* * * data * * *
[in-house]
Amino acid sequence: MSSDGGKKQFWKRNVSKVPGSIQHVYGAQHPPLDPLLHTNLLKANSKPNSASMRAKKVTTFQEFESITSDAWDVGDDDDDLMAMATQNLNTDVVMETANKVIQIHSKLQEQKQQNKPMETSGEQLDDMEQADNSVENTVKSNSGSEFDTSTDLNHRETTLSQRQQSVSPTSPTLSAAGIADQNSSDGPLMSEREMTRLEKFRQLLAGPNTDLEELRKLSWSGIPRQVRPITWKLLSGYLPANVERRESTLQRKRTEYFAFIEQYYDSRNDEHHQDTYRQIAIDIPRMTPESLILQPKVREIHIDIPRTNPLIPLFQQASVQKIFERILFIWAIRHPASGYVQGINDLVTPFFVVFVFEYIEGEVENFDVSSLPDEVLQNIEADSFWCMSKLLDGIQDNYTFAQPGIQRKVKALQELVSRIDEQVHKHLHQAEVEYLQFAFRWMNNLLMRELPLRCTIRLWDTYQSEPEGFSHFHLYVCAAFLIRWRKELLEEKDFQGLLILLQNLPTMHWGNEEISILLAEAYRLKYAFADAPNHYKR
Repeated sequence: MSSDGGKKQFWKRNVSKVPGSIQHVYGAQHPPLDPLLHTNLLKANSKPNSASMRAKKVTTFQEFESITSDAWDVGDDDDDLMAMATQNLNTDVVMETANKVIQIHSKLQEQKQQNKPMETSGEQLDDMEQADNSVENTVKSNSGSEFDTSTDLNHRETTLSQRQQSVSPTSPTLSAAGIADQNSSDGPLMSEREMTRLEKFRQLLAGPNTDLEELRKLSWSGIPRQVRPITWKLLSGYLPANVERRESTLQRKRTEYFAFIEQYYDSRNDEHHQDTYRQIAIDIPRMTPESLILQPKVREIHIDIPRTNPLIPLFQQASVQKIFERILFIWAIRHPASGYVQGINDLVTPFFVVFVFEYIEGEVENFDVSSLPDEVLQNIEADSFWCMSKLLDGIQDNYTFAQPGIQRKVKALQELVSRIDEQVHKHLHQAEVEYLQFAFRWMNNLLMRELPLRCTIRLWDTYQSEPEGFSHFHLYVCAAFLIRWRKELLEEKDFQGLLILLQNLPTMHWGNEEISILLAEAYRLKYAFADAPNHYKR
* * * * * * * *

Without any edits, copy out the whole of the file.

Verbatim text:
[in-house]
Amino acid sequence: MSSDGGKKQFWKRNVSKVPGSIQHVYGAQHPPLDPLLHTNLLKANSKPNSASMRAKKVTTFQEFESITSDAWDVGDDDDDLMAMATQNLNTDVVMETANKVIQIHSKLQEQKQQNKPMETSGEQLDDMEQADNSVENTVKSNSGSEFDTSTDLNHRETTLSQRQQSVSPTSPTLSAAGIADQNSSDGPLMSEREMTRLEKFRQLLAGPNTDLEELRKLSWSGIPRQVRPITWKLLSGYLPANVERRESTLQRKRTEYFAFIEQYYDSRNDEHHQDTYRQIAIDIPRMTPESLILQPKVREIHIDIPRTNPLIPLFQQASVQKIFERILFIWAIRHPASGYVQGINDLVTPFFVVFVFEYIEGEVENFDVSSLPDEVLQNIEADSFWCMSKLLDGIQDNYTFAQPGIQRKVKALQELVSRIDEQVHKHLHQAEVEYLQFAFRWMNNLLMRELPLRCTIRLWDTYQSEPEGFSHFHLYVCAAFLIRWRKELLEEKDFQGLLILLQNLPTMHWGNEEISILLAEAYRLKYAFADAPNHYKR
Repeated sequence: MSSDGGKKQFWKRNVSKVPGSIQHVYGAQHPPLDPLLHTNLLKANSKPNSASMRAKKVTTFQEFESITSDAWDVGDDDDDLMAMATQNLNTDVVMETANKVIQIHSKLQEQKQQNKPMETSGEQLDDMEQADNSVENTVKSNSGSEFDTSTDLNHRETTLSQRQQSVSPTSPTLSAAGIADQNSSDGPLMSEREMTRLEKFRQLLAGPNTDLEELRKLSWSGIPRQVRPITWKLLSGYLPANVERRESTLQRKRTEYFAFIEQYYDSRNDEHHQDTYRQIAIDIPRMTPESLILQPKVREIHIDIPRTNPLIPLFQQASVQKIFERILFIWAIRHPASGYVQGINDLVTPFFVVFVFEYIEGEVENFDVSSLPDEVLQNIEADSFWCMSKLLDGIQDNYTFAQPGIQRKVKALQELVSRIDEQVHKHLHQAEVEYLQFAFRWMNNLLMRELPLRCTIRLWDTYQSEPEGFSHFHLYVCAAFLIRWRKELLEEKDFQGLLILLQNLPTMHWGNEEISILLAEAYRLKYAFADAPNHYKR